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This incredible reference offers helpful strategies for solving health problems naturally and serves as a practial reference for herbalists or health professionals who are trying to help clients.
There's No Rubbery Gunk Stuck to Your Colon
- Categorized in: General Health
Periodically, I see pictures showing this black, rubbery, gooey material people have passed while doing cleanses. I'm very familiar with some of this stuff because I've passed it during my own cleanses. People claim that this “gunk” was stuck to the lining of the colon for years and that the cleanse released it. I used to believe this—until I learned differently.
It was my chemist friend, Mark Peterson, author of Nutritional Herbology, who helped me understand what this stuff really is. Mark was investigating a problem some people had taking Comfrey and Pepsin capsules (a popular supplement before issues surrounding the safety of comfrey arose). It seemed that some people taking this product were passing the capsules whole (Mark called this torpedoing). Essentially, the capsule was dissolving, but the contents were simply swelling to a larger capsule shape (absorbing water as mucilaginous herbs are prone to do) and passing in the stool as little tube-shaped objects, or ”torpedoes."
Mark discovered that it had something to do with digestive secretions. He found that dissolving the psyllium in certain substances would recreate the torpedoes. He also found that you could make the stringy stuff that people pass on cleanses by mixing certain substances with psyllium hulls. We surmised that the material people pass on cleanses is actually created by the interaction of the mucilage with certain substances the liver is dumping into the bile.
Based on what I learned from Mark and my subsequent personal experience, here's what I think is happening. On the typical cleanse, the liver is encouraged to make more bile, which helps the liver clear large amounts of toxins from the body. This “toxic bile” is absorbed by the mucilaginous fiber to form the nasty, rubbery stuff people pass on cleanses. This usually black (and foul) substance makes me think of the concept of “black bile.”
Traditional Western medicine says that an excess of “black bile” was the cause of problems like depression, constipation, stiffness (arthritis) and other diseases modern research has linked with intestinal inflammation and leaky gut. Perhaps what we're really talking about is a toxic condition of the liver, because the liver is the primary organ that has to enzymatically convert toxins into water soluble substances for elimination.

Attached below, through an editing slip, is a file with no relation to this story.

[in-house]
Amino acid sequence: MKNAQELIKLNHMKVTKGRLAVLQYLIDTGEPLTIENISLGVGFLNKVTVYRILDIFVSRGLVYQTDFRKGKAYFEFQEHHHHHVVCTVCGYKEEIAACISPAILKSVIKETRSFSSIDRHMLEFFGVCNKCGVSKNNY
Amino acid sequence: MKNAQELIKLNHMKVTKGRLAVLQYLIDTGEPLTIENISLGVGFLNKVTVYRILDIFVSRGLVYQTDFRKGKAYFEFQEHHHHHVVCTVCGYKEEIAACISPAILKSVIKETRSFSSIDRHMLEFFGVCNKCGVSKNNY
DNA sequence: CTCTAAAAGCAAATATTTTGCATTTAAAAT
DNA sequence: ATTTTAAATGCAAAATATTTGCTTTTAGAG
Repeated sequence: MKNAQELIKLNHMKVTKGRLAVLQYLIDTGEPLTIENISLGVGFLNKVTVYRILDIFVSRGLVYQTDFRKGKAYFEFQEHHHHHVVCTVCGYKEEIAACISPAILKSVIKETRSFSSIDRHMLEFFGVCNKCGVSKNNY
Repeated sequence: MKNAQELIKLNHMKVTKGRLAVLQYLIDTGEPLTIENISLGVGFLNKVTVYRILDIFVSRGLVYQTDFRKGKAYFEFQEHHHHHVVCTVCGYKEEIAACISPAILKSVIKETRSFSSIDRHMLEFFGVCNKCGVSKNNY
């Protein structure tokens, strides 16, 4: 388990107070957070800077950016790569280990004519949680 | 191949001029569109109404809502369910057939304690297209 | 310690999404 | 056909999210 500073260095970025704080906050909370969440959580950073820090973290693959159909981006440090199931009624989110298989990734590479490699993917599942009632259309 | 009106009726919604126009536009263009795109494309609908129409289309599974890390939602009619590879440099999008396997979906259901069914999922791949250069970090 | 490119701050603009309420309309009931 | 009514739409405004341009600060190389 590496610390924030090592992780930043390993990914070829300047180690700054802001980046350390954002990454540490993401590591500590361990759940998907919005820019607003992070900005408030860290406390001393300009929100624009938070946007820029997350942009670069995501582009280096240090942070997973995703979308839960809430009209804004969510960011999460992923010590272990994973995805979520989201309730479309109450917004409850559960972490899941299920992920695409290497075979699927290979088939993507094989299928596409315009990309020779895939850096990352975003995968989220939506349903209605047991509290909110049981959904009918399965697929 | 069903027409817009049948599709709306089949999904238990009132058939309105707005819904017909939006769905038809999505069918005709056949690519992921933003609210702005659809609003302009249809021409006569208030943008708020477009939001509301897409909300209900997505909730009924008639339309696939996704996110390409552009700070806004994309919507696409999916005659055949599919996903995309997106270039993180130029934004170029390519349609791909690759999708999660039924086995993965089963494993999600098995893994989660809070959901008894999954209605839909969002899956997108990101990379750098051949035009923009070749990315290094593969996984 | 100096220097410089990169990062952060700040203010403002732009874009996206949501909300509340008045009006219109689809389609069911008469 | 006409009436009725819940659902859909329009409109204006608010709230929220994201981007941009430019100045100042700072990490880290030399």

Consider these facts from my experience and understanding. First, people never pass this material unless they are taking psyllium or a mucilagionous-based fiber supplement. Second, doctors use laxatives to completely clear the colon of all material in order to do a colonoscopy, and this stuff never passes when laxatives alone are administered. Doctors don't see it on the colonoscopies either. Third, the colon is an organ of assimilation, and I've read that if your colon actually became “encrusted” as some people claim, you would die within days.
We can also eliminate the idea that this material is only caused by the fiber. In my experience, after two to three weeks of taking fiber, a person typically stops passing this material. Most people think that this is because they've cleared the encrusted lining off the colon. I think it's because the liver has stopped dumping toxins from the tissues and the bile is now healthy. Remember that bile is the primary pigment of the stool.
Healthy bile is a golden yellow color. According to Bieler in Food is Your Best Medicine, bile becomes increasingly dark and greenish the more toxic (or acidic) it is. When the body is toxic the stool is darker.
So, as the liver is cleansed and the bile becomes cleaner, the stool becomes lighter in color. It also becomes softer and easier to eliminate. At that point, the person will usually feel “lighter,” have less digestive discomfort, and often report improvement in many other health problems.
So, the fiber is cleansing the gastrointestinal tract—not just sloughing off some crusty lining. Besides, the real problem isn't the colon becoming hard and encrusted, it's having the colon become inflamed and “leaky.” That's what the “cleanse” needs to fix. It needs to “tone” the colon wall so it doesn't allow toxic materials to enter the body.
Often our therapies work, but our explanation of how they work is totally inaccurate. I still believe in cleansing; I just don't explain it the way I used to. And, I think it's important for all of us to not get so “stuck” on what we teach that we aren't open to changing our minds when new and more accurate information comes along.
Colon cleansing works. It relieves numerous health problems when done correctly. However, if we avoid using scientifically inaccurate ways of explaining why it works, we will be able to build more bridges with medical doctors and help them to recognize the value of such therapies. As it is, they often dismiss what natural healers say and fail to look at our clinical results solely because our explanation of why it works is not correct.